on Thursday, July 9, 1953 at 8 p.m.
Classical music on the Hi-Fi System.
Refreshments. All students welcome.
There will be a weekly tea in the
form of a garden party at the Madelon
Pound House, 1024 Hill Street, from 4:30
to 5:30 Thursday afternoon, July 9.
Thursday Lunch Discussion at Lane
- Hall. Dr. Amiya Chakravarty, visiting
professor from U. of Kansas and Cal-
cutta will be resource person, talking
on "Modern India" 12:15 noon. Call res-
ervations to 3-1511, Ext. 2851. Everyone
Overseas Teachers, DA Civilians, peo-
ple interested in government service
overseas are invited to have dinner in
the Michigan League Cafeteria on
Thursday, July 9, going through the
line from 5:30-6:00 and meeting at a
table marked Overseas Personnel. Tele-
phone 3-1511 Ext. 360 for more infor-
Classical Studies Coffee Hour. Thurs-
day. July 9. 4:00 nm., in the Musum nf
Beat the Heat
The Symposium on X-Ray Dif-
fraction will continue with a talk
by P. P. Ewald of the Brooklyn
Polytechnic Institute on "Fourier
Transformation and X-Ray Dif-
fraction by Crystals" at 9 a.m.
today in 1400 Chemistry Bldg.
Prof. William N. Lipscomb of
the University of Minnesota will
follow with a talk on "Experimen-
tal Studies of Crystal Structures:
The Structure Factor and the Re-
ciprocal Lattice" at 10 a.m.
* * *
"Variescripts: Sampling Meth-
ods and Preliminary Counts" will
be discussed by Prof. MacCurdy
Burnet of the Maryland State
Teachers College at the Lin-
guistic Luncheon Meeting at
12:10 p.m. today in the dining
room of the Michigan League.
"Galaxies: Their Composition
and Structure" will be the topic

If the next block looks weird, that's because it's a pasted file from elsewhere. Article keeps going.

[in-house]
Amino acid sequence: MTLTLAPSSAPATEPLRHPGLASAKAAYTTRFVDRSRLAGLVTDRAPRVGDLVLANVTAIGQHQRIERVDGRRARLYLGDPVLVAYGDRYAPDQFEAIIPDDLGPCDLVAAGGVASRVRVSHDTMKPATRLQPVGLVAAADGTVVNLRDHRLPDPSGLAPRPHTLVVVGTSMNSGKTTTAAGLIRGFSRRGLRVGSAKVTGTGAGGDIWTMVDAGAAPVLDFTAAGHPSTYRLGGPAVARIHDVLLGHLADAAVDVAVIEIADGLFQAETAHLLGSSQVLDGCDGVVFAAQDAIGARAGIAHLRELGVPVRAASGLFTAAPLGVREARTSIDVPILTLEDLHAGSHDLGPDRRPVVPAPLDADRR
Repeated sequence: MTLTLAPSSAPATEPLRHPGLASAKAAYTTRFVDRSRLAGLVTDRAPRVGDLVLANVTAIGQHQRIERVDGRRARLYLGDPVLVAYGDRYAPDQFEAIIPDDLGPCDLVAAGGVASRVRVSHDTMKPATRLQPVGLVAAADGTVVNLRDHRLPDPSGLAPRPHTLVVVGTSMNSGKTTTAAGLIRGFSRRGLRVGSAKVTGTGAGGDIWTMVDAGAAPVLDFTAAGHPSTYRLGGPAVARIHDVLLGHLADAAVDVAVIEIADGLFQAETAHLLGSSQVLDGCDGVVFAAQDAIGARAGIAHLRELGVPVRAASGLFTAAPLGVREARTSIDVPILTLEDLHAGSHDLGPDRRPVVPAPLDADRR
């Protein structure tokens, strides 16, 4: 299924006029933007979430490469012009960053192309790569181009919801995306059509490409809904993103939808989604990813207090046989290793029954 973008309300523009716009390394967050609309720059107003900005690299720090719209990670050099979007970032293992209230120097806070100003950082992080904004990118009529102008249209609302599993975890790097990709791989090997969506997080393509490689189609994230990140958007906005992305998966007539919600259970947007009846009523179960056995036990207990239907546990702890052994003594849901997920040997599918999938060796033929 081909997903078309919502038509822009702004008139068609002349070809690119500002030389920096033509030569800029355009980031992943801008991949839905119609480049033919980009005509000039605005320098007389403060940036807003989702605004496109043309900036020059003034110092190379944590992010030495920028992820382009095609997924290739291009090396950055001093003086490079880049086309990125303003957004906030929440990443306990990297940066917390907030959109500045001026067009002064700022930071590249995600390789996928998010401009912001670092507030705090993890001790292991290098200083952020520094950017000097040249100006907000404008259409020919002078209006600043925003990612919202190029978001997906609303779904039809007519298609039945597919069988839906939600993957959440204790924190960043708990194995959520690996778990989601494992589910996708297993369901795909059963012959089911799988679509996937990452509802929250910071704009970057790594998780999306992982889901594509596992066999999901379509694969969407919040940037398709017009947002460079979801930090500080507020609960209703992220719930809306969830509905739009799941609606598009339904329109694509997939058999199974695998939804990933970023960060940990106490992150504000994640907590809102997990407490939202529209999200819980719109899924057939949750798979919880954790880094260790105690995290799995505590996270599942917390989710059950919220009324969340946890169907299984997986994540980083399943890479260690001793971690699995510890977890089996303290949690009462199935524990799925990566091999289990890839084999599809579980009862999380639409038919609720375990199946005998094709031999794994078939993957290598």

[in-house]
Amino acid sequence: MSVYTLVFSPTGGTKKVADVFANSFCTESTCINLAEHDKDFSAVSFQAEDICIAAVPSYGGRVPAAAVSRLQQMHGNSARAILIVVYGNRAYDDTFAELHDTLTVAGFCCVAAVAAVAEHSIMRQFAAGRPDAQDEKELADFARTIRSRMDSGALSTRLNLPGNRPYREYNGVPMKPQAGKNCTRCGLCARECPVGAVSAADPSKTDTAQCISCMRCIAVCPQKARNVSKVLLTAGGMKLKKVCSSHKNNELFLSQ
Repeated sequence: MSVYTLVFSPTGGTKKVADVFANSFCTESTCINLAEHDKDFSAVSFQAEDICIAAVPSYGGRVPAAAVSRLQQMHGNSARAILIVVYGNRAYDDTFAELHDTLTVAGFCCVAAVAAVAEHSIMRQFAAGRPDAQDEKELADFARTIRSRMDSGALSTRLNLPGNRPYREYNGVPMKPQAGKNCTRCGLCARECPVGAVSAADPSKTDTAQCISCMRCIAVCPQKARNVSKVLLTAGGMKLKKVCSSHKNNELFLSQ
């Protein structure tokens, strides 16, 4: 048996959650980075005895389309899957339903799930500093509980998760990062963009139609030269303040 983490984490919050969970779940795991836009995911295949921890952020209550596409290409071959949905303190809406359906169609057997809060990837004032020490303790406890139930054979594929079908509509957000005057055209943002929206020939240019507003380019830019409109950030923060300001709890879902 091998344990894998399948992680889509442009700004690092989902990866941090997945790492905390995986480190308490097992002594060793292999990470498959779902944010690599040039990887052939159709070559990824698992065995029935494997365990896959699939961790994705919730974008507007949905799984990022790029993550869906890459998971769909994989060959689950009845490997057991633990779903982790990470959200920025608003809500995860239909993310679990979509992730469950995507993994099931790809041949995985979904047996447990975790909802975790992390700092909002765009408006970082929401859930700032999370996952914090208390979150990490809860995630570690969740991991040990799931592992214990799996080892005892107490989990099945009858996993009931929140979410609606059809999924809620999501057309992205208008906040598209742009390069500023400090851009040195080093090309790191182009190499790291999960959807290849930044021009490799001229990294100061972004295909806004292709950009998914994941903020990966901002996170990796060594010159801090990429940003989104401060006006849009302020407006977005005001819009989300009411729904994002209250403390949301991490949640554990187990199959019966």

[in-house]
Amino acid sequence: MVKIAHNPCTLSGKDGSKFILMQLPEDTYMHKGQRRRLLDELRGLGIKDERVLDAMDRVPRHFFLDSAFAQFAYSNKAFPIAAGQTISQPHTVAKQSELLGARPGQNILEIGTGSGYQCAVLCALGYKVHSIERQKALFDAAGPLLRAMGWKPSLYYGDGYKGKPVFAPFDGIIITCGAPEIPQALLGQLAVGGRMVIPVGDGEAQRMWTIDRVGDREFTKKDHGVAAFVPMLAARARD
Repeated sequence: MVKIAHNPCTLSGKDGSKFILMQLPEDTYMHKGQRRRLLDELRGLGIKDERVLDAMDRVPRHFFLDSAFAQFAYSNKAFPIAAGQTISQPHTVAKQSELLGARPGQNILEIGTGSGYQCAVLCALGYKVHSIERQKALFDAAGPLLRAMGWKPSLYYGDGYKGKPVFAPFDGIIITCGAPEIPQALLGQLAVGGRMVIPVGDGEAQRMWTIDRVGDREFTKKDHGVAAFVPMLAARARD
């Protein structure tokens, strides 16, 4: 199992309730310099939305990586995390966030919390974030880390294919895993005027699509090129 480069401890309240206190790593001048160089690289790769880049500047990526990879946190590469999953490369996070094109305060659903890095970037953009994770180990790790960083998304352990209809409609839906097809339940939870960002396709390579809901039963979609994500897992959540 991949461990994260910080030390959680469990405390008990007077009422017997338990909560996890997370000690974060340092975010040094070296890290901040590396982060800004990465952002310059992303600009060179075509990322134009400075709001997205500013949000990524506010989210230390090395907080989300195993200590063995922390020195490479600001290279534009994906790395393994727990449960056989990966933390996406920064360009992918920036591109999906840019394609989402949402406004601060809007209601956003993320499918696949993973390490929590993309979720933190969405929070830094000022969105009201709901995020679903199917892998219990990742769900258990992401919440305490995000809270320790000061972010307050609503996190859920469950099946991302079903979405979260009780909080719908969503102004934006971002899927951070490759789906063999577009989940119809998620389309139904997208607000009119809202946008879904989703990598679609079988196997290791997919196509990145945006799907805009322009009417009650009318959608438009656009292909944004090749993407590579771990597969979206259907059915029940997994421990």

discussed at the Symposium on
Astrophysics by Walter Baade, Mt.
Wilson and Palomar observatories
at 2 p.m. today in 1400 Chemistry
"Gene Function" will be dis-
cussed by G. W. Beadle of the
California Institute of Technol-
ogy at 4:15 p.m. today in 1300
Also as part of the radiation
biology symposium Prof. Roberts
Rugh, of Columbia University
will lecture on Effects of Ioniz-
ing Radiations on Vertebrate
Embryonic Growth and Devel-
opment" at 8 p.m. in 1300 Chem-
At 8:30 today in Hill Auditorium,
Richard Harper will give an organ
The program will include works
by Buxtehude, Bach, Langlais, Al-
ain, and Durufle.
A University student and an
Ann Arbor resident recently had
paintings selected for exhibition
in the 18th Annual Mid-Year Show
of American Art now being held at
the Butler Art Institute, Youngs-
Works by Jamie Ross, Grad.,
and William Lewis are among the
311 paintings in the show, which
represents 30 states and the Dis-
trict of Columbia.
1 tit .P
WcNe Campus ivear
eave it to us to concoct a glorious sale in
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Sizes 9 to 15,
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. .. cool dresses for every-
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NO MATTER how hot it gets in Chicago these youngsters on the
west side don't mind it. Their enterprising mothers set out large
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on his way and views the scene with envy as Chicagoans swelter
with the temperature in the nineties.